‘Twas mercy brought me from my Pagan land, Taught my benighted soul to understand That there’s a God, that there’s a Saviour too: Once I redemption neither sought nor knew. Some view our sable race with scornful eye, “Their colour is a diabolic die.” Remember, Christians, Negros, black as Cain, May be refin’d, and join th’ angelic train.
Lift every voice and sing Till earth and heaven ring, Ring with the harmonies of Liberty; Let our rejoicing rise High as the listening skies, Let it resound loud as the rolling sea. Sing a song full of the faith that the dark past has taught us, Sing a song full of the hope that the present has brought us, Facing the rising sun of our new day begun Let us march on till victory is won.
Stony the road we trod, Bitter the chastening rod, Felt in the days when hope unborn had died; Yet with a steady beat, Have not our weary feet Come to the place for which our fathers sighed? We have come over a way that with tears has been watered, We have come, treading our path through the blood of the slaughtered, Out from the gloomy past, Till now we stand at last Where the white gleam of our bright star is cast.
God of our weary years, God of our silent tears, Thou who has brought us thus far on the way; Thou who has by Thy might Led us into the light, Keep us forever in the path, we pray. Lest our feet stray from the places, our God, where we met Thee, Lest, our hearts drunk with the wine of the world, we forget Thee; Shadowed beneath Thy hand, May we forever stand. True to our God, True to our native land.
Go home and write a page tonight. And let that page come out of you— Then, it will be true.
I wonder if it’s that simple? I am twenty-two, colored, born in Winston-Salem. I went to school there, then Durham, then here to this college on the hill above Harlem. I am the only colored student in my class. The steps from the hill lead down into Harlem, through a park, then I cross St. Nicholas, Eighth Avenue, Seventh, and I come to the Y, the Harlem Branch Y, where I take the elevator up to my room, sit down, and write this page:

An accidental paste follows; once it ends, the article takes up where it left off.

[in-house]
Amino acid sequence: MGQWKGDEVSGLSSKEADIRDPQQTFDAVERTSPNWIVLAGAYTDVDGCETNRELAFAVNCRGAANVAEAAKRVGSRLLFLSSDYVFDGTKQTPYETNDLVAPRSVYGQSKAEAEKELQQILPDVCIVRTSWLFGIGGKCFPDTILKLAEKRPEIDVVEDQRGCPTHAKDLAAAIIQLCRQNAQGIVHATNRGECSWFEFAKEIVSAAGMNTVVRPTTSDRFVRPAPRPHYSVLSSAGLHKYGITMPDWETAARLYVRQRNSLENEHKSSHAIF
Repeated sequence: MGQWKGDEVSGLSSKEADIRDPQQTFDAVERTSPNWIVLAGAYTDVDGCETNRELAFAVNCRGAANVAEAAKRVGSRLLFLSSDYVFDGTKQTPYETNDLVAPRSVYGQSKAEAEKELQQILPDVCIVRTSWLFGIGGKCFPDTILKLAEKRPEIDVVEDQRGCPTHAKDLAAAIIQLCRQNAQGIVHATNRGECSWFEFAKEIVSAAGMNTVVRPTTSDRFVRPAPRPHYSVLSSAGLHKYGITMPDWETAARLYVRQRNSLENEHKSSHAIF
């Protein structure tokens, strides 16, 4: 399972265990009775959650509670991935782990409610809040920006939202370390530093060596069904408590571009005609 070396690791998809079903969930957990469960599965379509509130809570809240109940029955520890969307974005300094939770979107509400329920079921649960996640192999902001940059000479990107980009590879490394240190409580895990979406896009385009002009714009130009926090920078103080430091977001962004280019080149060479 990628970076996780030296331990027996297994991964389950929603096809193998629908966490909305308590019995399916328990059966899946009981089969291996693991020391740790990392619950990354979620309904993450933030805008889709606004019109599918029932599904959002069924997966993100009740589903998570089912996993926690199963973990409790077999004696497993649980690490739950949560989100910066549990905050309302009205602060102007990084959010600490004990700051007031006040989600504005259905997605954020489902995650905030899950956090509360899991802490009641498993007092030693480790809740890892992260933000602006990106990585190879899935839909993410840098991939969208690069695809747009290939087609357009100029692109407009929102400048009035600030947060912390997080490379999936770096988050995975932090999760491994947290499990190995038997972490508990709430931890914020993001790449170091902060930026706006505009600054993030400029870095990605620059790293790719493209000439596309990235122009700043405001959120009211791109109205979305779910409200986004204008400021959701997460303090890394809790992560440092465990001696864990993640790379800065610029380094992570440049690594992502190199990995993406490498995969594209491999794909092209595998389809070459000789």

It’s not easy to know what is true for you or me at twenty-two, my age. But I guess I’m what I feel and see and hear, Harlem, I hear you: hear you, hear me—we two—you, me, talk on this page. (I hear New York, too.) Me—who? Well, I like to eat, sleep, drink, and be in love. I like to work, read, learn, and understand life. I like a pipe for a Christmas present, or records—Bessie, bop, or Bach. I guess being colored doesn’t make me not like the same things other folks like who are other races. So will my page be colored that I write?
Being me, it will not be white. But it will be a part of you, instructor. You are white— yet a part of me, as I am a part of you. That’s American. Sometimes perhaps you don’t want to be a part of me. Nor do I often want to be a part of you. But we are, that’s true! As I learn from you, I guess you learn from me— although you’re older—and white— and somewhat more free.
Wherefore this busy labor without rest? Is it an idle dream to which we cling, Here where a thousand dusky toilers sing Unto the world their hope? “Build we our best. By hand and thought,” they cry, “although unblessed.” So the great engines throb, and anvils ring, And so the thought is wedded to the thing; But what shall be the end, and what the test? Dear God, we dare not answer, we can see Not many steps ahead, but this we know— If all our toilsome building is in vain, Availing not to set our manhood free, If envious hate roots out the seed we sow, The South will wear eternally a stain.
There is no Frigate like a Book To take us Lands away Nor any Coursers like a Page Of prancing Poetry – This Traverse may the poorest take Without oppress of Toll – How frugal is the Chariot That bears the Human Soul –
Well, son, I’ll tell you: Life for me ain’t been no crystal stair. It’s had tacks in it, And splinters, And boards torn up, And places with no carpet on the floor— Bare.
But all the time I’se been a-climbin’ on, And reachin’ landin’s, And turnin’ corners, And sometimes goin’ in the dark Where there ain’t been no light.
So boy, don’t you turn back. Don’t you set down on the steps ’Cause you finds it’s kinder hard. Don’t you fall now— For I’se still goin’, honey, I’se still climbin’, And life for me ain’t been no crystal stair.